My final triumph, though, is the rhubarb compote I made tonight. I’ve been contemplating that rhubarb all week. I wanted to find the perfect recipe for it. And, since I had a lot (I went a little crazy and bought some additional from the market stand), I wanted a recipe that would use all of it. I made this rhubarb cornmeal cake (yum) earlier in the spring and this rhubarb streusel cake (double-yum) a few weeks ago. I really like both of them, but neither would use up the 5+ cups of rhubarb in my fridge. A compote seemed like my best bet. I googled “rhubarb compote,” read a bunch of recipes, and came up with a hybrid that seemed promising. Why, oh why did I wait all week to make this? It’s pleasantly tart on its own. Over vanilla bean ice cream, though? Unbelievable.

Dreamy Rhubarb Compote (adapted from epicurious and Martha Stewart)

  • approx 5 cups rhubarb, cut into 1-inch pieces
  • 1 cup brown sugar
  • zest of one large orange
  • 2 Tablespoons water, if needed

Toss together the rhubarb, brown sugar, and zest in a large saucepan. Allow to sit for 10 minutes or until the rhubarb releases some of its juice. Set over medium-high heat and bring to a boil. If it seems too dry, add a couple tablespoons of water. Simmer approximately 20 minutes, stirring occasionally. Once the rhubarb is tender and breaks up easily, remove from heat and chill. Run to the store for vanilla ice cream.

Leave a comment »

csa week one: the haul

ooohhh...the possibilities

ooohhh...the possibilities

I got a bit of a late start last Saturday, due to a morning sinus headache (ugh). So, the market was really crowded when I finally went to pick up my CSA share. I know it’s silly but I was a little nervous, just because I wasn’t sure how the pick-up worked. Where would the bins be? Am I supposed to check in with one of the farm employees? What if I screw something up? I have this thing about never wanting to seem like I don’t know what I’m doing.

There was no need to worry, of course. After a preliminary lap (or two) around the market, I admitted defeat and asked for help. The kind woman (whose name I didn’t catch – oops – maybe next time) showed me where the bins are kept and where to put mine once I’ve emptied it. She explained the sign-in sheet and where to look for announcements. Once she’d gone over the whole process and made sure I’d never feel like a CSA newbie again, she left me to discover the goodies in my bin. Here’s what I found:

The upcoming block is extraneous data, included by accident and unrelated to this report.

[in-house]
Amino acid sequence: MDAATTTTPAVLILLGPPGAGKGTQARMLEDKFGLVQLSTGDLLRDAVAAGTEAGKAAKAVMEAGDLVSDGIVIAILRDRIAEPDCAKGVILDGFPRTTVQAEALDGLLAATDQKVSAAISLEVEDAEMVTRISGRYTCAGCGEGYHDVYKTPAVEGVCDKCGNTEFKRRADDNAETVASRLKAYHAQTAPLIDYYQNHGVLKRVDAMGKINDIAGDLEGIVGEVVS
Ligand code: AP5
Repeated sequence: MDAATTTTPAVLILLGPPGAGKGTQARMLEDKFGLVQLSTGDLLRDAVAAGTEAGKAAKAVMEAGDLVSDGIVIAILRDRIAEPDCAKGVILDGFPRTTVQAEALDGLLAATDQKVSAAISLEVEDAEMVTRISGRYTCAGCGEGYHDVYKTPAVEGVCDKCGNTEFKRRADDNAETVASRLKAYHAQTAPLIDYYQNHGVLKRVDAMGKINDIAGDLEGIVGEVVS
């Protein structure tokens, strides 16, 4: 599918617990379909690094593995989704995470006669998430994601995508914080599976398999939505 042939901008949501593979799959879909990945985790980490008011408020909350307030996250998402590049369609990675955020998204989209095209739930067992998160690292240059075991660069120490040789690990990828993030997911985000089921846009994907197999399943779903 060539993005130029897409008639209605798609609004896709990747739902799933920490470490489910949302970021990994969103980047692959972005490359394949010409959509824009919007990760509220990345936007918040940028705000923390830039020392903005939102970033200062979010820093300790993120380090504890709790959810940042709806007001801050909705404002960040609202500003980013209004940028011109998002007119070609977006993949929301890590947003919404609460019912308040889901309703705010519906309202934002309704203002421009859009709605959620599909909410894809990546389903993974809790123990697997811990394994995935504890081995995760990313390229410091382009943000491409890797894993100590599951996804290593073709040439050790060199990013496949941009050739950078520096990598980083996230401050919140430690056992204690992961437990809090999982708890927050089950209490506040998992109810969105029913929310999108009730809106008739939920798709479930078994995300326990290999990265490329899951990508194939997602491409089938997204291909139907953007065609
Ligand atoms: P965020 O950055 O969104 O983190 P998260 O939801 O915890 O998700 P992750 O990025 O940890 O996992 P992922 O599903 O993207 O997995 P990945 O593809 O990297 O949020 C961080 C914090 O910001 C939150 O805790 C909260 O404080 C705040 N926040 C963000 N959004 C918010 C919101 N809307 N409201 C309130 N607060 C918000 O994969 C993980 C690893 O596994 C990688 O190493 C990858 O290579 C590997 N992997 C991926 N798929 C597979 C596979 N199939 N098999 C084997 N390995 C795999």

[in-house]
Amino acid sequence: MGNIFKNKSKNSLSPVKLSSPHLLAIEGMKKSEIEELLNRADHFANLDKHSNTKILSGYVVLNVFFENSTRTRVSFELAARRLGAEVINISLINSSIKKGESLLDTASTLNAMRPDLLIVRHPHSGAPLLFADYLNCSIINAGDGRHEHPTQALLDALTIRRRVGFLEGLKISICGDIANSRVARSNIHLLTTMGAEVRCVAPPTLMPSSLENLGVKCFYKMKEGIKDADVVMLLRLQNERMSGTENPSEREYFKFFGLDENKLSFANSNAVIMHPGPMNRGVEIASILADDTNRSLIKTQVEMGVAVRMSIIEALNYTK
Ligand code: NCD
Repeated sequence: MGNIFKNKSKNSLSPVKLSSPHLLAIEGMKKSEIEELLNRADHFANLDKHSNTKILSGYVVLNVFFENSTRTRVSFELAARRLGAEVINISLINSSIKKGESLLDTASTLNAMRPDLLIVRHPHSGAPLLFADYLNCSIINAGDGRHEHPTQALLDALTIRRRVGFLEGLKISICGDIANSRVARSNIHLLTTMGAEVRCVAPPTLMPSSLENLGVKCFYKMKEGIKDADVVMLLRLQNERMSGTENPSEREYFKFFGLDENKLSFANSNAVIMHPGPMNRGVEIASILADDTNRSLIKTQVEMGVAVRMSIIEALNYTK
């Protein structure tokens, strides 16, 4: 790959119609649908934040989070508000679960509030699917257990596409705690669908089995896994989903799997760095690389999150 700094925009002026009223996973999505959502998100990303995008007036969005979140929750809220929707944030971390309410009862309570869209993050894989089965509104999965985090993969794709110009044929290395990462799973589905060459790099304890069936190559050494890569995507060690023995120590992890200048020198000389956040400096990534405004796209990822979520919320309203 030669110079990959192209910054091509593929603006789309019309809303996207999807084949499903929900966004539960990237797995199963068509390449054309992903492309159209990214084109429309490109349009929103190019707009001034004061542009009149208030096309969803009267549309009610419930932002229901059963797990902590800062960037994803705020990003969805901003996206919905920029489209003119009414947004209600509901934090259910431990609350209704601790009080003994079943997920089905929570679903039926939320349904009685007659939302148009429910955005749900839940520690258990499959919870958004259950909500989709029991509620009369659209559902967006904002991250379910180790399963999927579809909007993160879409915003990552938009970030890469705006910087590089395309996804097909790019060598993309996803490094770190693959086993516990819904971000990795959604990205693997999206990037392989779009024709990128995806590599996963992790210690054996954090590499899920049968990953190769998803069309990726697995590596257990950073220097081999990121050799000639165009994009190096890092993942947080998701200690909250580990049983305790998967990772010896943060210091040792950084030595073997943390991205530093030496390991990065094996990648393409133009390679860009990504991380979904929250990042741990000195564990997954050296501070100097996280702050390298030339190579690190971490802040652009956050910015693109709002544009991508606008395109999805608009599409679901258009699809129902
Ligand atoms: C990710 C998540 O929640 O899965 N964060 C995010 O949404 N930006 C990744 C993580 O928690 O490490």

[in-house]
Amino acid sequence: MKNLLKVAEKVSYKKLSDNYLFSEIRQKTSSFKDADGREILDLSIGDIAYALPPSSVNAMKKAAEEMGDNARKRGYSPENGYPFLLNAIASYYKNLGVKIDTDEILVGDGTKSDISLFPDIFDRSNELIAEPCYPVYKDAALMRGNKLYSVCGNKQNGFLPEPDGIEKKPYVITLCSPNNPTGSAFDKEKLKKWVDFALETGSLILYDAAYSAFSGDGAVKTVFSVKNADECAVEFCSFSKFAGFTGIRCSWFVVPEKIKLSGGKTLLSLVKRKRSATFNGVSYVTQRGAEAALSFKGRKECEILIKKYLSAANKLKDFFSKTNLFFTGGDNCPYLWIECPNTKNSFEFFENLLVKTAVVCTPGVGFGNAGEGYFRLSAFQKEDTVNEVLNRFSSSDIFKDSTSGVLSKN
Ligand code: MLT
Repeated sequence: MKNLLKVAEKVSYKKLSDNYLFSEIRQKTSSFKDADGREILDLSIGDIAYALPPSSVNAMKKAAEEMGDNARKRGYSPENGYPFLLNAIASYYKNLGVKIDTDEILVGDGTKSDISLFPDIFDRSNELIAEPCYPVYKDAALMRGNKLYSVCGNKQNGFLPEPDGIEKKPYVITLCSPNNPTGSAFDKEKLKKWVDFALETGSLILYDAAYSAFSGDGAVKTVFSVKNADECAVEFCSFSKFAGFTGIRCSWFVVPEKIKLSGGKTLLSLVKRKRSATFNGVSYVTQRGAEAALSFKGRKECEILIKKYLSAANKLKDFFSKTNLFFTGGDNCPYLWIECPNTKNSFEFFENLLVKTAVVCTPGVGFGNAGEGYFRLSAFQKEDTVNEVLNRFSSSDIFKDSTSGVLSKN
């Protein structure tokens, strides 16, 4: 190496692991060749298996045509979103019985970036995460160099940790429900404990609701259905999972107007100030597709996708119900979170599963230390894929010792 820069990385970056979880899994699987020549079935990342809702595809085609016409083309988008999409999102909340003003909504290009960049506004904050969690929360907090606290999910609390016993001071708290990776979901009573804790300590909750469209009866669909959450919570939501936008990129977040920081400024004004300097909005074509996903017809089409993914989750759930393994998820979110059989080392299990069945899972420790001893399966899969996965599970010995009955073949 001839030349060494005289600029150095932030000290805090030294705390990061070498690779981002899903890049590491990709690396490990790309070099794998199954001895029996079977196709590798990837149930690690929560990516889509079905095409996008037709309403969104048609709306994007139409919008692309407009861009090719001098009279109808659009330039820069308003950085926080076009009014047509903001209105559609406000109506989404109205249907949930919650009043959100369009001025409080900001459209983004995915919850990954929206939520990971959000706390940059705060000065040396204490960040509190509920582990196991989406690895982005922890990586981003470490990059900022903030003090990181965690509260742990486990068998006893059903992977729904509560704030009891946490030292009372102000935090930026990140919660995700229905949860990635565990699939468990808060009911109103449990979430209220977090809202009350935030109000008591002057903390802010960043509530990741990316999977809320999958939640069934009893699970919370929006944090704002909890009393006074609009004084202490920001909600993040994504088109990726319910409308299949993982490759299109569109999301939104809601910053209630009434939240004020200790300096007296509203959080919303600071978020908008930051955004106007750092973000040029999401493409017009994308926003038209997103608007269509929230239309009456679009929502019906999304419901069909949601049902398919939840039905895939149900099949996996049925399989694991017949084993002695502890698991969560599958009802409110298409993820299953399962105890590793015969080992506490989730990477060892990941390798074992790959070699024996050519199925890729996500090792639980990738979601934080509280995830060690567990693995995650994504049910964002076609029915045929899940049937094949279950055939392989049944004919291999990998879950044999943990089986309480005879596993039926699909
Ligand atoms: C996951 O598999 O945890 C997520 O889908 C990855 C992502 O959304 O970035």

• cucumbers
  • carrots
  • kohlrabi
  • lettuce
  • rhubarb
  • purple viking potatoes
  • green garlic
  • Walla Walla onion

A pretty good haul for the first week. After I got home, I realized that the CSA newsletter had promised me chard and bok choy, but there was none in my bin. I did have two heads of lettuce, though. Maybe someone did a little bartering with my bin before I picked it up? Oh well — lesson learned. From now on, I’ll be more aware of what’s in my bin, compared to what’s on the list.

Leave a comment »

what have i gotten myself into?

I did it. I joined a CSA and I feel really good about it.

I love that I’m supporting a local organic farm and that I’ll be getting super-fresh produce every week. I’m even looking forward to figuring out how to prepare whatever food the farm sends me. The only thing that worries me is quantity. Typically, one CSA share is intended to feed four omnivores or two vegetarians. I cook vegetarian (which is close enough to vegetarian for this purpose), but I’m still only one girl.

What was I thinking? Well, I’m really good at rationalizing. The cost of the CSA is about $21/week. I know I spent at least that much every week last summer, so it seems like a good deal in terms of economics. The rationalizer in my head says, “You’ll eat nothing but vegetables for the summer. You can cook vegetarian feasts for friends. You’ll learn to preserve foods!” Yes, I have grand plans. Let’s pretend, for now, that these are perfectly realistic goals.

Leave a comment »

Follow

Get every new post delivered to your Inbox.